You have probably heard about the health benefits of green tea again and again.
But what if you don’t like green tea?
Then you’ll be happy to learn that researchers from Mahidol University in Bangkok have recently published a study in the Asia Pacific Journal of Clinical Nutrition showing that another (much more popular) tea is just as good or even better for treating type-2 diabetes.
In fact, it prevents spikes in blood sugar even after consuming pure sugar.
Researchers recruited 24 subjects aged 20–60. Some were prediabetic and the others had normal glucose control.
They gave the participants a sugar drink followed by either black tea or caramel-colored water with no health properties.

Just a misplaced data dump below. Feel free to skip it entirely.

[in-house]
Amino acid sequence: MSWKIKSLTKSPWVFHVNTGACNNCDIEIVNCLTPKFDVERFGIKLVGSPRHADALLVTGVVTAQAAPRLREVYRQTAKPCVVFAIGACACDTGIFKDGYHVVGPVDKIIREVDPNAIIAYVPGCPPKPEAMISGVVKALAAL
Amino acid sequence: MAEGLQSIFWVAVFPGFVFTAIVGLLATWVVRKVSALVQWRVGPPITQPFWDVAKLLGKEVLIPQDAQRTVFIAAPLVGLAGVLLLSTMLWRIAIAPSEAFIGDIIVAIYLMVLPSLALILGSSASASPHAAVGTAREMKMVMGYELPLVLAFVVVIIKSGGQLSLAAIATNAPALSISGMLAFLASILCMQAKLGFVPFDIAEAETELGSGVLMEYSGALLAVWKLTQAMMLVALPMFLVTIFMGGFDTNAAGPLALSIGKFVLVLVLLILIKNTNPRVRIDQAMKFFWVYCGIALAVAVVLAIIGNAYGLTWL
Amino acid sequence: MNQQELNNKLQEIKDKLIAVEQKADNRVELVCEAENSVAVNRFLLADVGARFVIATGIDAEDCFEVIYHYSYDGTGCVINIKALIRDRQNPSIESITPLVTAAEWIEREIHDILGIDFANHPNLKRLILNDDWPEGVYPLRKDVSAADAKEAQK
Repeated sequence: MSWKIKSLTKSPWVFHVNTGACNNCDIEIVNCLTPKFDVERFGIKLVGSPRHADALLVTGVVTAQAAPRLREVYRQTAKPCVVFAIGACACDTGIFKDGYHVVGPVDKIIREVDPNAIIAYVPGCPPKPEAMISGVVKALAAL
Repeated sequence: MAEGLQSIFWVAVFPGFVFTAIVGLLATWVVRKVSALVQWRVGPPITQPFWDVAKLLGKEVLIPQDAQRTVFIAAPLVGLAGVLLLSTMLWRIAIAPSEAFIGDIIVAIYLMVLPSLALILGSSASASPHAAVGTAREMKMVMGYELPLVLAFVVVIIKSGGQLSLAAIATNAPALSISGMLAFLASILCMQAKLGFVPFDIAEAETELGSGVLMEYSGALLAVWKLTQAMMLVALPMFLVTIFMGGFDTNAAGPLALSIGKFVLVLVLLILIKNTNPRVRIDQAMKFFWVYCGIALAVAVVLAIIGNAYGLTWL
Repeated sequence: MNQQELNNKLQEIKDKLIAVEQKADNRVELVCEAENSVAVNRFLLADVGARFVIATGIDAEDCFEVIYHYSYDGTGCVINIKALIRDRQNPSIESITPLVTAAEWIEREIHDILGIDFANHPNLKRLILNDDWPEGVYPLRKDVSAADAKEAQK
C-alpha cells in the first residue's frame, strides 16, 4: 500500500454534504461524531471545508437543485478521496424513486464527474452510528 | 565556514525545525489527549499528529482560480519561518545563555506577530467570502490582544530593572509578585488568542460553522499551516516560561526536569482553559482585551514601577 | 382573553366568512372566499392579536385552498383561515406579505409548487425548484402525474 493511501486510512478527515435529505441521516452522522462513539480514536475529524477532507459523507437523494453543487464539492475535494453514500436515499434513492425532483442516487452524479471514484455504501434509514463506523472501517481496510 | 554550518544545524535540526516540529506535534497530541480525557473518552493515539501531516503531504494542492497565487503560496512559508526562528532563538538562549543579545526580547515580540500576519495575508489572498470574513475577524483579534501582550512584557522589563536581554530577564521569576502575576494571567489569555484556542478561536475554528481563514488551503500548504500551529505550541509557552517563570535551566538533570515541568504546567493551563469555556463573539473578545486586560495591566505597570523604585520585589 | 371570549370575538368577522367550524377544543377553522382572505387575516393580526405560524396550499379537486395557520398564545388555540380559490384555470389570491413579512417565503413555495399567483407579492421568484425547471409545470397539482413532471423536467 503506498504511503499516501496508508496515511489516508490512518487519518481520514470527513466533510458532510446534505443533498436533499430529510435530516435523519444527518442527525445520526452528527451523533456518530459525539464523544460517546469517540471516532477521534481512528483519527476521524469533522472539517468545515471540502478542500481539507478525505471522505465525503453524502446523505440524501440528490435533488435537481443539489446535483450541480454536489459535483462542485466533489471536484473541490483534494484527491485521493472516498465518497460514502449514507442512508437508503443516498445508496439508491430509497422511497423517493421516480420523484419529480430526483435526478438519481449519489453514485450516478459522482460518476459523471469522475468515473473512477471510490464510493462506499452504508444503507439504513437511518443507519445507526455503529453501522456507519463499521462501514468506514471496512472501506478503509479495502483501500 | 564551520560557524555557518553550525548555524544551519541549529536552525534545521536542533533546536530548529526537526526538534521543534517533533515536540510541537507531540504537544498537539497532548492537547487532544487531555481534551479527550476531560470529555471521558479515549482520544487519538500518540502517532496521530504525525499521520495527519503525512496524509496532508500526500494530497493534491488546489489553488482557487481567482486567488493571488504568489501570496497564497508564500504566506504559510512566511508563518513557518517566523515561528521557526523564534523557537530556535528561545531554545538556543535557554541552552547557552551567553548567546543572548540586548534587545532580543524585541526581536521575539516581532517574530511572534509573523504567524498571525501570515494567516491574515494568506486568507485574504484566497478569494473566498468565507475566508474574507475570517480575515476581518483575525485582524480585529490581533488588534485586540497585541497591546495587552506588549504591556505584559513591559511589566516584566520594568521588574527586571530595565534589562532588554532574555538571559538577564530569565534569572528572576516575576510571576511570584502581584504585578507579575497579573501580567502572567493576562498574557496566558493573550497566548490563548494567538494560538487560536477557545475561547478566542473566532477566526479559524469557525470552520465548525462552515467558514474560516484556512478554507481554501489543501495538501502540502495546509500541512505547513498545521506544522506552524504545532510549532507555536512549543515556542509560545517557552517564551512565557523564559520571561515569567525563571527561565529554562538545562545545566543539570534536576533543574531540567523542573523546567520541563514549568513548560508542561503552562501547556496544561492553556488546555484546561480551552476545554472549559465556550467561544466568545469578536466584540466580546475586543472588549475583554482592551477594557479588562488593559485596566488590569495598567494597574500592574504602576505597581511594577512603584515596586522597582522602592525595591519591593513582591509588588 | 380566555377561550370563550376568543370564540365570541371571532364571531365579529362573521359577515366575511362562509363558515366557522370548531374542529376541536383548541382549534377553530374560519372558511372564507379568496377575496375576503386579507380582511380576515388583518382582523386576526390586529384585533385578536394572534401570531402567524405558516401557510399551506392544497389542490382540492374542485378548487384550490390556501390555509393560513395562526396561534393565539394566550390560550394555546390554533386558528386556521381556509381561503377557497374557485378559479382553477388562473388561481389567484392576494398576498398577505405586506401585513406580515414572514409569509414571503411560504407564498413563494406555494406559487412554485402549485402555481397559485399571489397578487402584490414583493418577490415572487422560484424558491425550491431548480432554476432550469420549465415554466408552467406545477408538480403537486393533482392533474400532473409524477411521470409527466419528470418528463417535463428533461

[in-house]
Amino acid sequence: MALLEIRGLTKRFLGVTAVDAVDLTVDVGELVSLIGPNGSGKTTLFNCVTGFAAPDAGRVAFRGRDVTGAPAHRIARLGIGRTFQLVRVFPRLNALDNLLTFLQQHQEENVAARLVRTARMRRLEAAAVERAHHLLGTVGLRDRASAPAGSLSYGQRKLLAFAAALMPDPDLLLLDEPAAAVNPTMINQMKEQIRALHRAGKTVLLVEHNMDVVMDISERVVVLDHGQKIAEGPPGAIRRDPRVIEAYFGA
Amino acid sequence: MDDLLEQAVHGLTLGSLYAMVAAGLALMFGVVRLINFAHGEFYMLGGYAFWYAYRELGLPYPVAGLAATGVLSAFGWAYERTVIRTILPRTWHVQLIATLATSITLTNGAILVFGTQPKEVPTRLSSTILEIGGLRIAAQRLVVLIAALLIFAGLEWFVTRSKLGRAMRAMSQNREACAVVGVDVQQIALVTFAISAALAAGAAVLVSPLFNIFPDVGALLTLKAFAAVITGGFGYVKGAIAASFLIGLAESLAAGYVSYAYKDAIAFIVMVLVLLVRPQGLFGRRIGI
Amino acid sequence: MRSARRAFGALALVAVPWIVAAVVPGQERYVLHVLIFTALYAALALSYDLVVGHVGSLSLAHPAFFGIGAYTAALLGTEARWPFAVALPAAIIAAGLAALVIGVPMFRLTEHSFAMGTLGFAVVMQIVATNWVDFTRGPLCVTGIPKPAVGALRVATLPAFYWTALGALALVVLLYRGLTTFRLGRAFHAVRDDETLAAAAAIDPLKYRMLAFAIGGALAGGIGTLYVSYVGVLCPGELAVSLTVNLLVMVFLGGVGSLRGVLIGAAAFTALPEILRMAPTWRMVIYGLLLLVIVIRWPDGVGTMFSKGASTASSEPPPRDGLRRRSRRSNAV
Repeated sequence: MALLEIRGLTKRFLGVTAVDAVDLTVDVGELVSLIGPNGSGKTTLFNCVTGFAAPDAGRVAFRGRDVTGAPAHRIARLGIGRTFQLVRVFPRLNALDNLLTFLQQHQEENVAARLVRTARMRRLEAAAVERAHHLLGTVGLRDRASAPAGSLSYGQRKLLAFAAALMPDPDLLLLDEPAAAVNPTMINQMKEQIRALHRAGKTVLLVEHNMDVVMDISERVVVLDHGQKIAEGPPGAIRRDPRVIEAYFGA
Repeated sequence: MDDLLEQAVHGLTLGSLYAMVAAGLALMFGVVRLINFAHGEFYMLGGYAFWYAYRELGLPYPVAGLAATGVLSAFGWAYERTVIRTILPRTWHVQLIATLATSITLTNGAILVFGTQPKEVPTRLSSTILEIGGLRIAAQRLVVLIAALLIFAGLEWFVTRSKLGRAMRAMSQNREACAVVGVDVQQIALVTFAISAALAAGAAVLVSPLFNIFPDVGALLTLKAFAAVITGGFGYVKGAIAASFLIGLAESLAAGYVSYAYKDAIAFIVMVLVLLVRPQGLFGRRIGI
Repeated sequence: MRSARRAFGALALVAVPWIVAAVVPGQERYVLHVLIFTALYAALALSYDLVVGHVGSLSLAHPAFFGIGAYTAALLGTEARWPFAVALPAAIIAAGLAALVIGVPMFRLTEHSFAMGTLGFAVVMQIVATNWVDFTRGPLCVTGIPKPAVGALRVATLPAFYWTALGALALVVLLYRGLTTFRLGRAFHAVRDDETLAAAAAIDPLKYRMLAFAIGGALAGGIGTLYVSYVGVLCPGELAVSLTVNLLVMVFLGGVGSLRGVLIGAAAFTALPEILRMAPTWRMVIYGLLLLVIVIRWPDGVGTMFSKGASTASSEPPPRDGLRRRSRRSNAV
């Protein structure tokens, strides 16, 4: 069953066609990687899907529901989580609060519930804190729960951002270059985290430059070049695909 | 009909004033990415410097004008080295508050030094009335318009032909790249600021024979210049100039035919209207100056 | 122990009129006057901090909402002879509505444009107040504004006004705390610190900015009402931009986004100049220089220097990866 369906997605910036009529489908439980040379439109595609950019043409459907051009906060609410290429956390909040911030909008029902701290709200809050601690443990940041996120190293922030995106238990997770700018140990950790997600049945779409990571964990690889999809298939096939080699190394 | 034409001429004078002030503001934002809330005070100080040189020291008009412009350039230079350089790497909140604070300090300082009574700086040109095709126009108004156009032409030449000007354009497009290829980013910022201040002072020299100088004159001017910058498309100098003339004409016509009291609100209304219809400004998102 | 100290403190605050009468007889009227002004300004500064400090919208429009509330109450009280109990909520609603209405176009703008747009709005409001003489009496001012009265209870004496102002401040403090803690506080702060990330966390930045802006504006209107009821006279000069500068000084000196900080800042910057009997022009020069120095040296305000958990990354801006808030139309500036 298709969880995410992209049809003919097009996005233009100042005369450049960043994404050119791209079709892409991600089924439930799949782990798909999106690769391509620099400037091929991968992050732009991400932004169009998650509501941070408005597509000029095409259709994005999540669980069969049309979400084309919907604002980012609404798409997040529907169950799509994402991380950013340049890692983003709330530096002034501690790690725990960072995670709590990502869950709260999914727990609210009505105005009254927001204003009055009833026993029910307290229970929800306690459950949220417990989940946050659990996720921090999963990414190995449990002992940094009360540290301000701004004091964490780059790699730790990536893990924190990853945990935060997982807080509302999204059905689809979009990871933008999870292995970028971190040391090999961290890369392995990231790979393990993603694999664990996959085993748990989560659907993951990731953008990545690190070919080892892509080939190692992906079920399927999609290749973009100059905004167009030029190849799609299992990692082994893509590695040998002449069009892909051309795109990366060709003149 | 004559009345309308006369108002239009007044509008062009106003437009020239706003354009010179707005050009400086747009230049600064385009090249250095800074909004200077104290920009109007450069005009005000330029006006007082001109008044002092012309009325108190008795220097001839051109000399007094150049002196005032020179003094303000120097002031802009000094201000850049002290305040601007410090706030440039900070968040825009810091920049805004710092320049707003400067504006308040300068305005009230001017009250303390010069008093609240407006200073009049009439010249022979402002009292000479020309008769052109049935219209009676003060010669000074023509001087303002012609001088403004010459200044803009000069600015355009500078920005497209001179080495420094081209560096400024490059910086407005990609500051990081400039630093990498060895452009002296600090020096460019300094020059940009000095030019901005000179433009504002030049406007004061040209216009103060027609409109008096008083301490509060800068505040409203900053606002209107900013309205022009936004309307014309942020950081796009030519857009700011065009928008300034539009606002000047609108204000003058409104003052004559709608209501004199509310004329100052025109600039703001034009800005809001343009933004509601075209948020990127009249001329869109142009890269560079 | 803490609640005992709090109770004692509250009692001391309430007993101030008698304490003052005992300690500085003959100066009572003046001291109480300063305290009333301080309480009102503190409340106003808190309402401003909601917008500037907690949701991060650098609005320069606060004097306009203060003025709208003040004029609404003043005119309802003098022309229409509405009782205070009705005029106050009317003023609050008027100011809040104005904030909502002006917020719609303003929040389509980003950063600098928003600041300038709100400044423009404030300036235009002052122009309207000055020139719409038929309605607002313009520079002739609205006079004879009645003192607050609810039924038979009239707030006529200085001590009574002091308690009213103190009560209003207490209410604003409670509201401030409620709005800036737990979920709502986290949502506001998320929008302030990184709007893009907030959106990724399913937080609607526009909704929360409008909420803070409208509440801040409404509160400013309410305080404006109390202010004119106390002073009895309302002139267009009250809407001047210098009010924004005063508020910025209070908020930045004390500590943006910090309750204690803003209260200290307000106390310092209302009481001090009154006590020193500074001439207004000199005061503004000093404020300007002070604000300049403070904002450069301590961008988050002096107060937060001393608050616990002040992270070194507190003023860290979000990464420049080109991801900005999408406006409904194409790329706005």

Those who drank the black tea had much lower glucose levels than those who drank the caramel-colored water.
This relationship held for both the prediabetics and the normal subjects, but the effect was larger in the prediabetic group.
In other words, black tea can keep your glucose levels down, even after consuming sugar that would usually spike your blood sugar.
The compound in black tea responsible for this effect is probably black tea polymerized polyphenol (BTPP). Based on previous studies, the authors suggested that this has antioxidant, anti-inflammatory, and blood pressure-lowering effects. Apparently, it blocks our bodies from absorbing carbohydrates.
In fact, other studies have shown that countries (and areas) where black tea consumption is high have lower rates of type-2 diabetes.